‘Flying’ 15-minute care visits still a bleak reality for thousands of disabled people

9 January 2017

  • over 30,000 people receiving 15-minute homecare visits in England 
  • half of these people live in council areas that admit to using 15-minute visits for personal care
  • over one in five councils provide these rushed visits for personal care
  • Leonard Cheshire Disability wants councils to put a stop to undignified and unsafe ‘flying’ care visits

Thousands of disabled and older people are still receiving undignified homecare in 15-minute slots despite official guidance against these ‘flying’ care visits, and major concerns they deprive people of appropriate and compassionate care.

Leading charity Leonard Cheshire Disability has found at least 33,305 people in England received 15-minute care visits in 2015/16. Of these, 16,311 received them in areas where councils admit to still using ‘flying’ visits for personal care to support people with intimate needs such as washing, dressing and eating.

Freedom of Information responses from councils in England revealed that 34 councils (22%) are still commissioning 15-minute visits for personal care, while another 60 councils gave unclear responses when asked or did not respond.

Short visits continue despite statutory guidance accompanying the Care Act 2014, which came into force in April 2015, stating that:

‘Short home-care visits of 15 minutes or less are not appropriate for people who need support with intimate care needs’[1].

The National Institute for Clinical Excellence (NICE) also advises that carers must spend a minimum of 30 minutes during visits to help keep people well[2].

The proportion of flying care visits being used by councils has also been revealed. 10 councils which admitted to using 15-minute visits for personal care, also said they commission more than 20% of all their homecare visits in 15-minutes or less. One council is commissioning over 40% of all visits in 15 minutes or less.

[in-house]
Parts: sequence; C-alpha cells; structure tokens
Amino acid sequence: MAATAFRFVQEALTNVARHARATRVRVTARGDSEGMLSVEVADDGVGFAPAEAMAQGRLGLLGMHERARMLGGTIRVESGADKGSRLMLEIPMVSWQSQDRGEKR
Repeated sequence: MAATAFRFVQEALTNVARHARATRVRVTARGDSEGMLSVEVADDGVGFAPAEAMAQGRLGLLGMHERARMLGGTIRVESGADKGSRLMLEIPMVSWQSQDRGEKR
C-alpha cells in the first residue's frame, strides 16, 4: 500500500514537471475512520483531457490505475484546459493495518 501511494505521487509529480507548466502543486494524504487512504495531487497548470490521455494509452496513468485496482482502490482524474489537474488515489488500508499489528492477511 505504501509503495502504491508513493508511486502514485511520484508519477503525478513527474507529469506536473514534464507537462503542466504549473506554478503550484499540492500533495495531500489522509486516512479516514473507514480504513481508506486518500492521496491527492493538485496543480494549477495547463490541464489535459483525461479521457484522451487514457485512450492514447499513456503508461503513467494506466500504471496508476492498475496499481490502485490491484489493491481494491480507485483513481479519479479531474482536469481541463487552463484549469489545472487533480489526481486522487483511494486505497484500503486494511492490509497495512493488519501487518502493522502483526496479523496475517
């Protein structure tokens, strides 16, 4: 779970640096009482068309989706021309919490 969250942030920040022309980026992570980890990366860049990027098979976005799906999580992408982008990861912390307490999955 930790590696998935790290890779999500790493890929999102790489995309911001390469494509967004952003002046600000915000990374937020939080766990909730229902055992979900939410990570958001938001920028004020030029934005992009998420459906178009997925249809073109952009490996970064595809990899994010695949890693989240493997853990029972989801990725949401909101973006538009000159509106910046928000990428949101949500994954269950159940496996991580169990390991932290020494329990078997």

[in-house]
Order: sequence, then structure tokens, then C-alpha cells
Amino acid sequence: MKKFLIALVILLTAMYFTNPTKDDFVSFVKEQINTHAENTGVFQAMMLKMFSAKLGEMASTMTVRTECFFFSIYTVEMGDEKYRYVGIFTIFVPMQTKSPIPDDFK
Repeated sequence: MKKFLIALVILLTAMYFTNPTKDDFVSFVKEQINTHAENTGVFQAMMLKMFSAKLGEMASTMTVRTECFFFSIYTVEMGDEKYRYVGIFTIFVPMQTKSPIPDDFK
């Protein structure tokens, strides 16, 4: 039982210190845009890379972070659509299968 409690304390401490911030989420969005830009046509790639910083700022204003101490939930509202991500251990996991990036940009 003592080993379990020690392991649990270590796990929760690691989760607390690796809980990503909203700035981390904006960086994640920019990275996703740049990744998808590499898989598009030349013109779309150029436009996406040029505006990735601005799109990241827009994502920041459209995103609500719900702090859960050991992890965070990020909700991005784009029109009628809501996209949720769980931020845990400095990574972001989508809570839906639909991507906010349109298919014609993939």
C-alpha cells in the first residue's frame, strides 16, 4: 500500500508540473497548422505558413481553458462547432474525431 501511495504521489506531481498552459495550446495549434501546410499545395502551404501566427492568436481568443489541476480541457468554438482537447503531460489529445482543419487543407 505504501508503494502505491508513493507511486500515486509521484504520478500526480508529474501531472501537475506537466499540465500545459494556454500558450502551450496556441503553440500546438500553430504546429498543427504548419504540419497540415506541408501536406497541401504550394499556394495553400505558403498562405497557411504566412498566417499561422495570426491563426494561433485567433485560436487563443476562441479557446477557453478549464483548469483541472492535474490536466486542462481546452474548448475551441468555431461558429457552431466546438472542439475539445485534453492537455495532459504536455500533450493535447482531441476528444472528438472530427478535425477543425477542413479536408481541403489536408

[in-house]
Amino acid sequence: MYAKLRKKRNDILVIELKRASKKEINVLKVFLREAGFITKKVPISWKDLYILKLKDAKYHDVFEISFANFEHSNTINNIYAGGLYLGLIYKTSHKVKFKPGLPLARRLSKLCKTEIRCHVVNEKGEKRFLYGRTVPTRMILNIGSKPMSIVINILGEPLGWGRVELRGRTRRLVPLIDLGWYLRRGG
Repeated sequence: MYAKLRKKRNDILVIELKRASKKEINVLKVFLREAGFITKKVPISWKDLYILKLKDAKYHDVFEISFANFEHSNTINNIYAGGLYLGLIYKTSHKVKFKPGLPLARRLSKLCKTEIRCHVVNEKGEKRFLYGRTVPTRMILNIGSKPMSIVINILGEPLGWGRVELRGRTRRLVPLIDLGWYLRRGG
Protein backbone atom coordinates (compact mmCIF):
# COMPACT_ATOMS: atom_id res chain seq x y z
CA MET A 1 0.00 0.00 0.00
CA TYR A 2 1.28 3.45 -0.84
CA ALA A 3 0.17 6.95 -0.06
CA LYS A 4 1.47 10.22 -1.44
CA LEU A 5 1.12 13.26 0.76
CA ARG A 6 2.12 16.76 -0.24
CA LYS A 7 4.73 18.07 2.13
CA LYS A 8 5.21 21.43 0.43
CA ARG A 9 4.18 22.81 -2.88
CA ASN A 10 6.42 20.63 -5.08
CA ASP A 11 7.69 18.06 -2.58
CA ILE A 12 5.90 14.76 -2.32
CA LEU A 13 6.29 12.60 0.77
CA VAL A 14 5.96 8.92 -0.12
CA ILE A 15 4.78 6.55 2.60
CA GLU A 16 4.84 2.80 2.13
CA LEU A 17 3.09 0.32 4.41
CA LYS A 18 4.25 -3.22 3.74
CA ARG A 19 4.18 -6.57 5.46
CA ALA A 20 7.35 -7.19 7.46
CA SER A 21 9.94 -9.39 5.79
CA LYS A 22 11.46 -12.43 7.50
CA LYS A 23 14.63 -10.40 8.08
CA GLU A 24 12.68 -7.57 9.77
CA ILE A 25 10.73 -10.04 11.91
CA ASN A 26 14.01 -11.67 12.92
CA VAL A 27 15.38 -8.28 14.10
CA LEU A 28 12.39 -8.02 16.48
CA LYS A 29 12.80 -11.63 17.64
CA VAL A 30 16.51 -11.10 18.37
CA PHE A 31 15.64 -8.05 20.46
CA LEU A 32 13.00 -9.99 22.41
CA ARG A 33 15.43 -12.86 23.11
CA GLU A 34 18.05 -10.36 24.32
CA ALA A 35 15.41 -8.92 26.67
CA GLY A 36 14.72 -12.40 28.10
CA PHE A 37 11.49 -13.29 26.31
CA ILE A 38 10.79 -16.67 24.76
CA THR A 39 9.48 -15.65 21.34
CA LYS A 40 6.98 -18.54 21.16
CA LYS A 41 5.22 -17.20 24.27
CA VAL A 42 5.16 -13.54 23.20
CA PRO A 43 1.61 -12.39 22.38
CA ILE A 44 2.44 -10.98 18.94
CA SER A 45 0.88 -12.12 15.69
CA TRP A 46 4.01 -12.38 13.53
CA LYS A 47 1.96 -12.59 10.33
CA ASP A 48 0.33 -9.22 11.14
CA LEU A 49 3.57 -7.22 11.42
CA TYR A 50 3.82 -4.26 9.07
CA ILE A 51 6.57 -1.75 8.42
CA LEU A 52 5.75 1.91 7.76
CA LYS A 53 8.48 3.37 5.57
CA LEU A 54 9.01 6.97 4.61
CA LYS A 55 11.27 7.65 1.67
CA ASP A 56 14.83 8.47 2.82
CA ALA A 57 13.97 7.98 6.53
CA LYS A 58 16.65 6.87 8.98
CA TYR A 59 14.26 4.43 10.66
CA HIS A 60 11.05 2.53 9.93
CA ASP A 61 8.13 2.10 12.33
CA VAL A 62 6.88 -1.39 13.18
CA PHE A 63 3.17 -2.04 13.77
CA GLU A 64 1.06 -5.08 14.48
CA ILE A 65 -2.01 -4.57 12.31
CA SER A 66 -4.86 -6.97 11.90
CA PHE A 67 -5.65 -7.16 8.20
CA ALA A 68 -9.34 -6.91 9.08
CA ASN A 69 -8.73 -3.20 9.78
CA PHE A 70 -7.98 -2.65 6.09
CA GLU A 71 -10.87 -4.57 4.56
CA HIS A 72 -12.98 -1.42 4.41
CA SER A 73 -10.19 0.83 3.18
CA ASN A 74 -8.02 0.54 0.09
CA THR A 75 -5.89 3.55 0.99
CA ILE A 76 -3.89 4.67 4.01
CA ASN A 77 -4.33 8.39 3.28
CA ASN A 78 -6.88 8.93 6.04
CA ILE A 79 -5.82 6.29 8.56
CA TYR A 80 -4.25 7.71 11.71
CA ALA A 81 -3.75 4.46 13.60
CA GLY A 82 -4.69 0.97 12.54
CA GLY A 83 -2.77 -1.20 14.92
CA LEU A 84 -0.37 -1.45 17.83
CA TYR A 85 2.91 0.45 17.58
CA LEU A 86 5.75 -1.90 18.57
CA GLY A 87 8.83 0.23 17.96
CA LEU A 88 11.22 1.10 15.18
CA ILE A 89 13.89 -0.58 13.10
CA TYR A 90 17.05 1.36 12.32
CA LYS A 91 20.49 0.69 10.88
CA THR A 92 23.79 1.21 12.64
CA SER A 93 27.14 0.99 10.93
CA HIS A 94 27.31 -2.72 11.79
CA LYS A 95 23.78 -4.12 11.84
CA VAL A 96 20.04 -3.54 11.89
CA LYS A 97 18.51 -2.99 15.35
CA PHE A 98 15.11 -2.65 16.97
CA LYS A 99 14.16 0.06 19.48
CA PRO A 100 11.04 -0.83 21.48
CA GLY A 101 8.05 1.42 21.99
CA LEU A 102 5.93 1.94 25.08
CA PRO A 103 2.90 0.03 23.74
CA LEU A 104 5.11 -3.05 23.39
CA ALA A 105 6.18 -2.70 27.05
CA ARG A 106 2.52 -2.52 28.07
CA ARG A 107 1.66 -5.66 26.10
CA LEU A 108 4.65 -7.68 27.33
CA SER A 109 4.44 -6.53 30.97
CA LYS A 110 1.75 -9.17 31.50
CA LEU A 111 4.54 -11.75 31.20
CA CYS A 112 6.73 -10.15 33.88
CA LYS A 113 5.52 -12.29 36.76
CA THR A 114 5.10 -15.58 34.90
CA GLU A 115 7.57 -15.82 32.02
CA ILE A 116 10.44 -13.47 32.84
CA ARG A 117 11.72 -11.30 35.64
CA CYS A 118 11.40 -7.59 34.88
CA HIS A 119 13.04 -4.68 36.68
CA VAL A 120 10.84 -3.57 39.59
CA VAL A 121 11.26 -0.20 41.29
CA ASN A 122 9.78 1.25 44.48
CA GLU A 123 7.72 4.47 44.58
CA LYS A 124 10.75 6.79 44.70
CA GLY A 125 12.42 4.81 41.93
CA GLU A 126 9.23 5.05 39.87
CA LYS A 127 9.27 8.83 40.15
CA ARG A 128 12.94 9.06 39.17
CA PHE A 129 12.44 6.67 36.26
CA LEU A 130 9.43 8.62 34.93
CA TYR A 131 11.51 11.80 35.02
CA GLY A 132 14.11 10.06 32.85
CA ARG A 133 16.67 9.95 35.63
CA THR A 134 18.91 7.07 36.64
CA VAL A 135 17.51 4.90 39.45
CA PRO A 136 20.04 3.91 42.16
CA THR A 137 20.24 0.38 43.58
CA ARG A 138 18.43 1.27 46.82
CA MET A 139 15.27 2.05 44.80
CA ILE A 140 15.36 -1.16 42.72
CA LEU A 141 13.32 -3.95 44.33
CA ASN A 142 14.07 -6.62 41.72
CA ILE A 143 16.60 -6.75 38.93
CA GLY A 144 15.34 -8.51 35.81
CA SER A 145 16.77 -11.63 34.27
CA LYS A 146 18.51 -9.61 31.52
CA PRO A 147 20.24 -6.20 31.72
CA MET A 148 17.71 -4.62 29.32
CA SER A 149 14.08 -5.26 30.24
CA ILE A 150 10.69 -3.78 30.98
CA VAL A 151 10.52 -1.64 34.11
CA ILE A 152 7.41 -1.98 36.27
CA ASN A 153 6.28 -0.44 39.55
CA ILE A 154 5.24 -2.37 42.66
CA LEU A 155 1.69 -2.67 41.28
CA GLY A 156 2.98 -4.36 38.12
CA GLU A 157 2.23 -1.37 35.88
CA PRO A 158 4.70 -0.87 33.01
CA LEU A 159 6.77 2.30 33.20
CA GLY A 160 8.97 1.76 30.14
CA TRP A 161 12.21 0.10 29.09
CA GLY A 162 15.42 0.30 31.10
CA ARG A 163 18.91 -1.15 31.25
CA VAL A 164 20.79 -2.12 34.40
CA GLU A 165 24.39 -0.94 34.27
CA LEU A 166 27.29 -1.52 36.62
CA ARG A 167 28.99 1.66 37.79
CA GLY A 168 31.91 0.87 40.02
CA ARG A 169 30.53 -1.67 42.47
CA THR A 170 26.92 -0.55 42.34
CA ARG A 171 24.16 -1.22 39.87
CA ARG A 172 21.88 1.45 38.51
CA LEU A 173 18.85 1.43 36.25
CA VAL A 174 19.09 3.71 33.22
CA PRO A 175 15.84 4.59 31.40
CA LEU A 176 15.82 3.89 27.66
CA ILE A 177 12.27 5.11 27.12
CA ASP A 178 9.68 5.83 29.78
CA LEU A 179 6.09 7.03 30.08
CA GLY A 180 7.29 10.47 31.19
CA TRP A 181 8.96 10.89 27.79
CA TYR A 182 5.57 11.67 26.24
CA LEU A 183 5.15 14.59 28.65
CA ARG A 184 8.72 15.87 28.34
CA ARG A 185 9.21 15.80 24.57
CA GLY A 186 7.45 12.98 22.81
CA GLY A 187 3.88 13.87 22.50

Leonard Cheshire Disability has campaigned to end flying care visits through its Make Care Fair campaign since 2013. The charity wants to congratulate a further six councils for their efforts in ending 15-minute personal care visits in 2015/16 bringing the total number up to 52 out of 152 councils in England.

In its November 2016 report The state of social care in Great Britain, Leonard Cheshire Disability says a lack of social care is having a devastating impact on the lives of disabled people, and putting an unbearable strain on our health service.

Leonard Cheshire Disability’s chief executive Neil Heslop said:

‘We should not accept that disabled and older people are still having to endure the indignity and disrespect of receiving flying personal care visits.

‘All of us need time to wash, eat and drink for ourselves, and 15 minutes is nowhere near enough to do these essential tasks if you need support.

‘The reality is thousands of disabled people have to choose whether to go thirsty, go without a hot meal, or go without the toilet during these rushed visits.

‘Councils should be observing official guidance and putting an end to 15-minute personal care visits for good.

‘None of us would want our family and friends to receive personal care visits as short as 15 minutes, so we should not accept this happening across the country to anyone else.’

In England, at least 400,000 fewer people are now receiving social care compared to 2009. This is against a backdrop of 1.4 million more working age adults living with a disability compared to 2010.

Leonard Cheshire Disability is urging the government to rapidly restore the social care safety net which allows millions of disabled people to live and work with independence and dignity by calling for:

  • Funding earmarked for social care under the Better Care Fund in 2019/20 brought urgently forward to alleviate the huge pressure facing the social care system now.
  • A national commission to plan how we will meet the growing demand for dignified, person-centered social care, and how this will be funded.

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Notes to editors

Research methodology

FOI data: in August 2016 Leonard Cheshire Disability sent freedom of information (FOI) requests to 152 local authorities commissioning social care in England. This followed three previous requests sent by the charity starting in 2013.

About Leonard Cheshire Disability

Leonard Cheshire Disability is the UK’s largest voluntary sector provider of services for disabled people. Our services include high-quality care and community support together with innovative projects supporting disabled people into education, employment and entrepreneurship. Worldwide, our global alliance of Cheshire partners supports disabled people into education and employment, and works in more than 50 countries. With over 7,500 staff, the charity supports over 7,000 disabled people in the UK.

Footnotes

  1. DoH Care and Support Statutory Guidance.
  2. NICE guidance on 15-minute home care visits.